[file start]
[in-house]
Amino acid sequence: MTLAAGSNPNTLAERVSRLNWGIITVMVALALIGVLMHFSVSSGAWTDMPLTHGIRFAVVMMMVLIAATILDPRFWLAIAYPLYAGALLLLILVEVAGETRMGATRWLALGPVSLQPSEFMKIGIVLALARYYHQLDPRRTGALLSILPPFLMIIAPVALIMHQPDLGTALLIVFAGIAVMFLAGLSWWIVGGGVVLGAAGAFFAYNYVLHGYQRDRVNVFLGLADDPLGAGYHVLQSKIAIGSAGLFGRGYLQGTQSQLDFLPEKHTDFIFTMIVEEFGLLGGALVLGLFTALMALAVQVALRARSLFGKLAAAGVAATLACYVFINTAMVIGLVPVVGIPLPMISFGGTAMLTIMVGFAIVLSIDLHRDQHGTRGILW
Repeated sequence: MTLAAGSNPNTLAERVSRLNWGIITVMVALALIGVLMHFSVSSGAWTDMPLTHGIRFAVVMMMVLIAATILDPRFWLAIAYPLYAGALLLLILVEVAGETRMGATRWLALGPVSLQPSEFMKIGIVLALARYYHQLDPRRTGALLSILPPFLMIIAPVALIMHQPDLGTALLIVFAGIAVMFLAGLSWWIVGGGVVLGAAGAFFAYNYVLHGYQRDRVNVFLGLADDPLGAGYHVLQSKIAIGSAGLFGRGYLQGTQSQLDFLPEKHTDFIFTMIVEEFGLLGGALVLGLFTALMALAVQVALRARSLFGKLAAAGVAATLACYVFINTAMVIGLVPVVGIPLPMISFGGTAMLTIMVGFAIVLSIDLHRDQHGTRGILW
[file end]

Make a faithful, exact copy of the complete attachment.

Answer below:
[in-house]
Amino acid sequence: MTLAAGSNPNTLAERVSRLNWGIITVMVALALIGVLMHFSVSSGAWTDMPLTHGIRFAVVMMMVLIAATILDPRFWLAIAYPLYAGALLLLILVEVAGETRMGATRWLALGPVSLQPSEFMKIGIVLALARYYHQLDPRRTGALLSILPPFLMIIAPVALIMHQPDLGTALLIVFAGIAVMFLAGLSWWIVGGGVVLGAAGAFFAYNYVLHGYQRDRVNVFLGLADDPLGAGYHVLQSKIAIGSAGLFGRGYLQGTQSQLDFLPEKHTDFIFTMIVEEFGLLGGALVLGLFTALMALAVQVALRARSLFGKLAAAGVAATLACYVFINTAMVIGLVPVVGIPLPMISFGGTAMLTIMVGFAIVLSIDLHRDQHGTRGILW
Repeated sequence: MTLAAGSNPNTLAERVSRLNWGIITVMVALALIGVLMHFSVSSGAWTDMPLTHGIRFAVVMMMVLIAATILDPRFWLAIAYPLYAGALLLLILVEVAGETRMGATRWLALGPVSLQPSEFMKIGIVLALARYYHQLDPRRTGALLSILPPFLMIIAPVALIMHQPDLGTALLIVFAGIAVMFLAGLSWWIVGGGVVLGAAGAFFAYNYVLHGYQRDRVNVFLGLADDPLGAGYHVLQSKIAIGSAGLFGRGYLQGTQSQLDFLPEKHTDFIFTMIVEEFGLLGGALVLGLFTALMALAVQVALRARSLFGKLAAAGVAATLACYVFINTAMVIGLVPVVGIPLPMISFGGTAMLTIMVGFAIVLSIDLHRDQHGTRGILW